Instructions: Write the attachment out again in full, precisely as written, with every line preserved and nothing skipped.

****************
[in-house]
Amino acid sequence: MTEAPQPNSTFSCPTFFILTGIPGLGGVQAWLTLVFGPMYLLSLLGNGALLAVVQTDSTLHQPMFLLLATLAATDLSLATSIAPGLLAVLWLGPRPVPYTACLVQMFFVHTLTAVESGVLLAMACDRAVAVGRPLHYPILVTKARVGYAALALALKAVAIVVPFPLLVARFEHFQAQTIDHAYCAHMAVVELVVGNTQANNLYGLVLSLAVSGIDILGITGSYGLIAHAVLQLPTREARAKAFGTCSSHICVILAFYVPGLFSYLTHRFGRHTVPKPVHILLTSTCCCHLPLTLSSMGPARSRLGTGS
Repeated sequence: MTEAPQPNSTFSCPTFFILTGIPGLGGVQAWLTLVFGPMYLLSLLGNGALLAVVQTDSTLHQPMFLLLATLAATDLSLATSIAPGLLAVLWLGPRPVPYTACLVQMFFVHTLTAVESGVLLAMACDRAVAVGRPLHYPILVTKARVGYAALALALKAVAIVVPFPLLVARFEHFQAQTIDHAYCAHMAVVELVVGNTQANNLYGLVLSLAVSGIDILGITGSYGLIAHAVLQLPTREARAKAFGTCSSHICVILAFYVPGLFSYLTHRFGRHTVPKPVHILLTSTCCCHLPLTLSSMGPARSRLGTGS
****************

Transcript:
[in-house]
Amino acid sequence: MTEAPQPNSTFSCPTFFILTGIPGLGGVQAWLTLVFGPMYLLSLLGNGALLAVVQTDSTLHQPMFLLLATLAATDLSLATSIAPGLLAVLWLGPRPVPYTACLVQMFFVHTLTAVESGVLLAMACDRAVAVGRPLHYPILVTKARVGYAALALALKAVAIVVPFPLLVARFEHFQAQTIDHAYCAHMAVVELVVGNTQANNLYGLVLSLAVSGIDILGITGSYGLIAHAVLQLPTREARAKAFGTCSSHICVILAFYVPGLFSYLTHRFGRHTVPKPVHILLTSTCCCHLPLTLSSMGPARSRLGTGS
Repeated sequence: MTEAPQPNSTFSCPTFFILTGIPGLGGVQAWLTLVFGPMYLLSLLGNGALLAVVQTDSTLHQPMFLLLATLAATDLSLATSIAPGLLAVLWLGPRPVPYTACLVQMFFVHTLTAVESGVLLAMACDRAVAVGRPLHYPILVTKARVGYAALALALKAVAIVVPFPLLVARFEHFQAQTIDHAYCAHMAVVELVVGNTQANNLYGLVLSLAVSGIDILGITGSYGLIAHAVLQLPTREARAKAFGTCSSHICVILAFYVPGLFSYLTHRFGRHTVPKPVHILLTSTCCCHLPLTLSSMGPARSRLGTGS